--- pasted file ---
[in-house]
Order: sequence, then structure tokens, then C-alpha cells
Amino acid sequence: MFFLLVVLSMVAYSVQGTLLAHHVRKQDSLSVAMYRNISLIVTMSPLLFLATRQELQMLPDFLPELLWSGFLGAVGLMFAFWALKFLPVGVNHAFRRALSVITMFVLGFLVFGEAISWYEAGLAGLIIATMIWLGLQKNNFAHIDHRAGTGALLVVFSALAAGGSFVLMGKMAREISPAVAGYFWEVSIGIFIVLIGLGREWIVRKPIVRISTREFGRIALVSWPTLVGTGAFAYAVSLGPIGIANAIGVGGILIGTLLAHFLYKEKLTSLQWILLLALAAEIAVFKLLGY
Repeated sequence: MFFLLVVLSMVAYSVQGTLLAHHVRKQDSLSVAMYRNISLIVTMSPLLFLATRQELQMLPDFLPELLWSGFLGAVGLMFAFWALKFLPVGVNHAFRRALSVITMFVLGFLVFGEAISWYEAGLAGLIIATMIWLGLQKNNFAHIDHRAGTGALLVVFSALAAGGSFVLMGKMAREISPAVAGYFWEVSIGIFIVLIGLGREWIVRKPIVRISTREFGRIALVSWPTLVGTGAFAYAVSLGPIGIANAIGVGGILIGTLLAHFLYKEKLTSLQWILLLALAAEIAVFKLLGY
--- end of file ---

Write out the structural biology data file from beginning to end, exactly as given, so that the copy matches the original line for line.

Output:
[in-house]
Order: sequence, then structure tokens, then C-alpha cells
Amino acid sequence: MFFLLVVLSMVAYSVQGTLLAHHVRKQDSLSVAMYRNISLIVTMSPLLFLATRQELQMLPDFLPELLWSGFLGAVGLMFAFWALKFLPVGVNHAFRRALSVITMFVLGFLVFGEAISWYEAGLAGLIIATMIWLGLQKNNFAHIDHRAGTGALLVVFSALAAGGSFVLMGKMAREISPAVAGYFWEVSIGIFIVLIGLGREWIVRKPIVRISTREFGRIALVSWPTLVGTGAFAYAVSLGPIGIANAIGVGGILIGTLLAHFLYKEKLTSLQWILLLALAAEIAVFKLLGY
Repeated sequence: MFFLLVVLSMVAYSVQGTLLAHHVRKQDSLSVAMYRNISLIVTMSPLLFLATRQELQMLPDFLPELLWSGFLGAVGLMFAFWALKFLPVGVNHAFRRALSVITMFVLGFLVFGEAISWYEAGLAGLIIATMIWLGLQKNNFAHIDHRAGTGALLVVFSALAAGGSFVLMGKMAREISPAVAGYFWEVSIGIFIVLIGLGREWIVRKPIVRISTREFGRIALVSWPTLVGTGAFAYAVSLGPIGIANAIGVGGILIGTLLAHFLYKEKLTSLQWILLLALAAEIAVFKLLGY